With Captain America: The First Avenger Marvel’s buildup to the Avengers and possibly one of the most ambitious movie projects ever comes to an end. After a rebooted Hulk movie, two Iron Man movies and most recently Thor all characters have been introduced to a wide audience and we will see them team up next year in what is now one of the most anticipated movies already together with DC’s The Dark Knight Rises. If your a movie studio and you want to put out a superhero movie, 2012 isn’t the wisest year to do so. But first things first as The First Avenger is the last pre-Avengers movie to be released by Marvel.
Like X-Men: First Class Captain America is a period piece. Unlike most of Marvels other movies this one takes place in the same time the original comics were set: World War 2. In this time a young and scrawny Steve Rogers wants to sign up for the army and fight Hitler’s forces in Europe. But he gets turned down due to his long list of bodily defects like Asthma. But there’s a defected former Nazi doctor who gives him the opportunity to enlist in the army and a way to become a super strong soldier. As brainwashed as Steve is he grabs this chance with both hands firmly and becomes the first super soldier for the United States. Because the good doctor apparently never took notes and dies due to an assassination Steve is, for now at least, the only one and gets to do what super soldiers are made to do: sell War Bonds in a variety show.
Of course eventually Cap does go to war to battle The Red Skull and his Hydra organization. A department of the Nazi’s in charge of creating new weapons, weapons fueled by the power of the Norwegian Gods. This is where Captain America becomes more interesting as it is clearly linked to the other movies like Thor which was about a Norwegian God.
One of the strongests point of Captain America was the fact that it doesn’t create an updated version. You can let a boy be bitten in the decade of your choosing but Captain America is such a product of his time it would just feel silly to put him in Vietnam, Iraq or Afghanistan. The movie creates the era convincingly and special effects create a realistic skinny Chris Evans. CGI- was used to make his body smaller and it almost never shows. Only the scene which is featured in the trailer where he’s in the car with Peggy Carter and it looks like they’re never on the same set; a minor annoyance.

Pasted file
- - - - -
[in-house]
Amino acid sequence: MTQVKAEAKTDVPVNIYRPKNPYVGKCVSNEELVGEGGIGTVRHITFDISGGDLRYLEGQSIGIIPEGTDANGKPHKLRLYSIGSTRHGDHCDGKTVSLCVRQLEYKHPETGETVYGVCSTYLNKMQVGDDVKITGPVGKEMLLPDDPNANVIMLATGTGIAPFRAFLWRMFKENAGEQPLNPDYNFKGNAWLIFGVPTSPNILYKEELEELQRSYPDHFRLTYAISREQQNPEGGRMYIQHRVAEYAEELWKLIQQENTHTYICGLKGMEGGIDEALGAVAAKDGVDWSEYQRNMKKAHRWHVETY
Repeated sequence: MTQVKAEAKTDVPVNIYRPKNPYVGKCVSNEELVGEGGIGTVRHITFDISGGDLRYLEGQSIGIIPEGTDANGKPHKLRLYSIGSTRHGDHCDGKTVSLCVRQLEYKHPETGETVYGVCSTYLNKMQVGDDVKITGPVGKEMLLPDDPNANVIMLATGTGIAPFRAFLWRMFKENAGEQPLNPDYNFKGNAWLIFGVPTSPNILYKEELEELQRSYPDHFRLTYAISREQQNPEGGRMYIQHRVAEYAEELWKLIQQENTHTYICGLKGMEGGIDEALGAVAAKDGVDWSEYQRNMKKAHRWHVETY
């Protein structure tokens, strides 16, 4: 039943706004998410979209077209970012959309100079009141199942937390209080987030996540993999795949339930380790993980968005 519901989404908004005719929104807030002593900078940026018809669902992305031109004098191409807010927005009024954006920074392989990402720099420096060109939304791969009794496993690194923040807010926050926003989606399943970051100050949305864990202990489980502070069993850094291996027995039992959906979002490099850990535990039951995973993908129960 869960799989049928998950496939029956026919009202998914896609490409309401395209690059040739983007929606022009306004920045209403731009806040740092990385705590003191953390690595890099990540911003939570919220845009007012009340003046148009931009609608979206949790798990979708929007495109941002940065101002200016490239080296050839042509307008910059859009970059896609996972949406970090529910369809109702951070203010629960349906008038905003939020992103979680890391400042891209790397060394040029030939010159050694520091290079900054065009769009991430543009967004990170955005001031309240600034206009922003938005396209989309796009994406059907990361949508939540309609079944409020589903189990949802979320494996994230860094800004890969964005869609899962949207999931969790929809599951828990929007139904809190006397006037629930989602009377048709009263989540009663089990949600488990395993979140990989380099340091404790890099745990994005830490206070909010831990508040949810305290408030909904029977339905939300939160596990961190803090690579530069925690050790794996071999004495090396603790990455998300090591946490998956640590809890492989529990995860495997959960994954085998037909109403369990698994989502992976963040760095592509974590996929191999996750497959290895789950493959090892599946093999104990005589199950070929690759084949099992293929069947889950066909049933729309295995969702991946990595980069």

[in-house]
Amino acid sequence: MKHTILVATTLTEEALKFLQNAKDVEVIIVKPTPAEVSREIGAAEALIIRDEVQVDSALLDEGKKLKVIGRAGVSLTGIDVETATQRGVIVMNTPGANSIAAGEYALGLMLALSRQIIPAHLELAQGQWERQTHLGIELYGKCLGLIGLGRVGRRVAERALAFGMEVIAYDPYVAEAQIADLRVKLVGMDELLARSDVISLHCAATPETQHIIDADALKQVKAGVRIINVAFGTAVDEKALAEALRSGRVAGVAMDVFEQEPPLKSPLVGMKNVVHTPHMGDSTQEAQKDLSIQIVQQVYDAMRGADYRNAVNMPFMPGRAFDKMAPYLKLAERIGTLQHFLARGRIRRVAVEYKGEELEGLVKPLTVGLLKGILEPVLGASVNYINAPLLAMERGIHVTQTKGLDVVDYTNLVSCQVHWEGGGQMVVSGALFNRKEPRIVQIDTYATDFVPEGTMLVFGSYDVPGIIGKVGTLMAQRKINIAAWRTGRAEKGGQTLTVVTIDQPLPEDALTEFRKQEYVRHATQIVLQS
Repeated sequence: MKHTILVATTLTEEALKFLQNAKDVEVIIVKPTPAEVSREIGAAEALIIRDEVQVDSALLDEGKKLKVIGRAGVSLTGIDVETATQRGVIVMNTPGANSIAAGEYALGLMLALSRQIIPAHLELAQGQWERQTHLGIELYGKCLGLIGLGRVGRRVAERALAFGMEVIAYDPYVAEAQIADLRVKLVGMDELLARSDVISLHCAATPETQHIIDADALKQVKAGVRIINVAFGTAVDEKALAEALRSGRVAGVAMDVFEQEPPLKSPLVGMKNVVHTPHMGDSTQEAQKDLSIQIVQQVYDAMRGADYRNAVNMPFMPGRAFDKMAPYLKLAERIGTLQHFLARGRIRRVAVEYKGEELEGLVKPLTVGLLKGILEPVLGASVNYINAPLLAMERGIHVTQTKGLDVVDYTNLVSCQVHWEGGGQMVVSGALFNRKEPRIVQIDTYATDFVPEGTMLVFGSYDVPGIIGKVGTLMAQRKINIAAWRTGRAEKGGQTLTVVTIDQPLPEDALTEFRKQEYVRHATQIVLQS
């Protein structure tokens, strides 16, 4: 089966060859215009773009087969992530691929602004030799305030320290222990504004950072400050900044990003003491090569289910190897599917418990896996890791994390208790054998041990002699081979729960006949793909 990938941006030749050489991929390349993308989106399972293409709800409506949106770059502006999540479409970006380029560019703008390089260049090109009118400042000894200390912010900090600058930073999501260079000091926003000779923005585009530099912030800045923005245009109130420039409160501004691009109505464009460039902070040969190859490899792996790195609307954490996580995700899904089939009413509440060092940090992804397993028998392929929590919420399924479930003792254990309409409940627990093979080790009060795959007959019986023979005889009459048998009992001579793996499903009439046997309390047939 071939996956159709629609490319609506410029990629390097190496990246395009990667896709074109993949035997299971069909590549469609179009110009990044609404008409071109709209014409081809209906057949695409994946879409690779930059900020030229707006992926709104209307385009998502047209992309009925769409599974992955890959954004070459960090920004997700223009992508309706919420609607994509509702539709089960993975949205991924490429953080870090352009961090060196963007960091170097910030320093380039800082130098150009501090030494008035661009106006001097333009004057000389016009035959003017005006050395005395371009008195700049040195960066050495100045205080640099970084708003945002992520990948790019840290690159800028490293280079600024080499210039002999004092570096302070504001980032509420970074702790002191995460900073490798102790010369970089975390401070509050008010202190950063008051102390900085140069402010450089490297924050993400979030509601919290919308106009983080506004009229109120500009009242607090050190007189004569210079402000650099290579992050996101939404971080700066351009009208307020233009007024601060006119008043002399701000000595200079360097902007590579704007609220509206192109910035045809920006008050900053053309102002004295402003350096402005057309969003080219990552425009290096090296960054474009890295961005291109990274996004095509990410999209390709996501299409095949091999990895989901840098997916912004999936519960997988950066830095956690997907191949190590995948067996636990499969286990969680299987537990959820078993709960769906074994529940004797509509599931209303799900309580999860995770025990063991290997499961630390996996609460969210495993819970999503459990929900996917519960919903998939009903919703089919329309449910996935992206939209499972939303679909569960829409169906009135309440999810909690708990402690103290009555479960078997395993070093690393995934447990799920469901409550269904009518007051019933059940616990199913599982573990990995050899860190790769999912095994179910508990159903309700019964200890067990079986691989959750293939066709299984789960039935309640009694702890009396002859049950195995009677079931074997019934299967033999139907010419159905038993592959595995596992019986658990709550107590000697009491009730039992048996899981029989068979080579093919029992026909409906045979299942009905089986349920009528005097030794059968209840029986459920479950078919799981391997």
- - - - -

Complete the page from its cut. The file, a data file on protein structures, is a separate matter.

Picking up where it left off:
Surprisingly Captain America is not as much filled with action as one would expect from a movie like this. This being an origin story takes the time to set up the character of Steve before he turns into the super soldier and even then his character isn’t thrown into the action. In an extended scene he’s used as a tool to sell War Bonds; a very fun scene where he wears a costume identical to the one he’s wearing in the comics. It’s jokes like this that give the geeks something worth their money.
The villain is played by Hugo Weaving who at this point has become an expert in playing villains. He was the anti-hero V in V for Vendetta but is mostly known for his character of Agent Smith in the Matrix Trilogy. He overacts through the whole movie and is never given a proper backstory, but then again few Nazi’s in these kinds of movies have.
The lack of action will probably put some people off but I liked this story. It was funny and the character of Steve Rogers was well developed. I liked this movie more than Thor earlier this year which felt kind of small scale as that Norwegian God never got quite further on earth than a small backlot pretending to be a desert town. Captain America goes on fighting Nazi’s in Europe. He could have just as well been an Inglourious Basterd. Now there’s a movie concept.